Helicopter goes down in Cook Inlet, near Anchorage airport

Posted: Friday, October 19, 2001

ANCHORAGE, Alaska (AP) -- Authorities were waiting for high tides to subside Friday before resuming their search for three people still missing in Cook Inlet after a helicopter crash Thursday afternoon west of Anchorage's international airport.

The search is now considered a recovery effort rather than a rescue, according to officials with the Anchorage Fire Department, among the agencies assisting in the effort.

Deputy Fire Chief Dennis Hoke said searchers will head out in a rescue helicopter during the next low tide, due about 4:20 p.m. in the inlet mud flats.

''It's too dangerous to put rescuers in the water in Cook Inlet,'' Hoke said. ''It has a horrendous current.''

Two people were rescued Thursday after the Bell 206 LongRanger went down in a snow storm about three miles from the Ted Stevens Anchorage International Airport. But heavy snow and poor visibility during low tides Thursday evening and early Friday morning forced the fire department and Alaska Air National Guard to suspend the search for those missing.

The LongRanger, operated by Era Aviation, was traveling from Fire Island, about five miles west of the Anchorage airport, when the crash occurred at about 3:45 p.m.

The helicopter was carrying four employees of the Federal Aviation Administration who had been conducting maintenance on FAA navigation aids on the uninhabited island, said Marcia Davis, spokeswoman for Era Aviation.

Missing and presumed dead were pilot Bob Larson, 60, of Anchorage; Joyce tucker, 46, of Anchorage and Ronald Frizzell, 53, of Wasilla.

Those rescued were identified as Steven Durand, 47, of Anchorage and William Dick, 34, of Anchorage.

The water temperature in Cook Inlet at the time of the crash was in the mid to upper 40s, according to the National Weather Service. The crash occurred at low tide.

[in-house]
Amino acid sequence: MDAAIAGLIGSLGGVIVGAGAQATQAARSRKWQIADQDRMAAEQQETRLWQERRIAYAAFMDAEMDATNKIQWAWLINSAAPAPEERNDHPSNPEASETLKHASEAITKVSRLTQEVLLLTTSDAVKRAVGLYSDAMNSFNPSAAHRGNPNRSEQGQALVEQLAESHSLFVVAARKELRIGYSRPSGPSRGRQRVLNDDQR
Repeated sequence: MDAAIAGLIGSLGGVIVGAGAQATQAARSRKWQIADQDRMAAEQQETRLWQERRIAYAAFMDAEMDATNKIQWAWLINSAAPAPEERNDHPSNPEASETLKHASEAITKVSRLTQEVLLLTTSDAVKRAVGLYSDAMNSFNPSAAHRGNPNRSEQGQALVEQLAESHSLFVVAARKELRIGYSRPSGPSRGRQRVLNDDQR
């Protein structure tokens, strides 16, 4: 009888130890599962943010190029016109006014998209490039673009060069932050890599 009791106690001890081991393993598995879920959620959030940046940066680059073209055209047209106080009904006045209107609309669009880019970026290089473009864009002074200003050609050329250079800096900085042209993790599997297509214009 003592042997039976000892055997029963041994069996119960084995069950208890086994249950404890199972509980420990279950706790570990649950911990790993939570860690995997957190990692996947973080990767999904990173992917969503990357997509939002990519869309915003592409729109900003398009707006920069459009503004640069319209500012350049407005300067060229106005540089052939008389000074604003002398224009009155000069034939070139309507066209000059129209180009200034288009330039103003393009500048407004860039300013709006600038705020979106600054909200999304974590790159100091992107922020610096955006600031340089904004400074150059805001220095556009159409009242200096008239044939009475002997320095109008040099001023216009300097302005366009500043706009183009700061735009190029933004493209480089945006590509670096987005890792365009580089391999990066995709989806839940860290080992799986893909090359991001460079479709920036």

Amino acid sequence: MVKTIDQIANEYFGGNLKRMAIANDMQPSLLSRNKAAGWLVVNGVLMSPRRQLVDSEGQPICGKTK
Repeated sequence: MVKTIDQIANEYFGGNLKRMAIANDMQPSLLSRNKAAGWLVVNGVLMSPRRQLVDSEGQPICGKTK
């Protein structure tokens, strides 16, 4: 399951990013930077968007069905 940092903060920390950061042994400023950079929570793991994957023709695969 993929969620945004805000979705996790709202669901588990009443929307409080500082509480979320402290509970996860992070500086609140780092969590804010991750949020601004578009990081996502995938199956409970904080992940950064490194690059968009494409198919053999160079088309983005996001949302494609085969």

''One of our rescue boats picked up a laptop and a duffel back and they saw some wreckage. The other rescue boat, due to low tide, was not able to get close enough to determine anything,'' said Cleo Hill, fire department spokeswoman.

The two survivors were transported to Providence Alaska Medical Center where they were being treated for hypothermia, Hill said.

Larson, the pilot, had recently retired as a search-and-rescue pilot for the Alaska State Troopers. He joined Era in June after a 21-year civilian career with the troopers.

Larson was no stranger to flying in treacherous conditions. During his years with the troopers, he was a highly respected pilot and called to fly in conditions that grounded others.

In 1986, Larson received a meritorious service award for his work evacuating Crown Point residents after a rail tank car began leaking.

''He was one of the true Alaska aviators,'' Hoke said. ''We all knew him. Every time I was involved in a search effort, he was there. This is like losing one of our own.''

Local investigators with the National Transportation Safety Board also knew Larson well. As a trooper pilot, he flew them to numerous crash sites they investigated over the years, said Jim La Belle, NTSB's field chief in Alaska.

As a result of that intimacy with Larson, the agency was sending Kurt Anderson, an investigator from the Seattle office, to the site Friday afternoon, La Belle said. Anderson will head the investigation, with assistance from the local NTSB office.

''We want to avoid any hint of impropriety,'' La Belle said.

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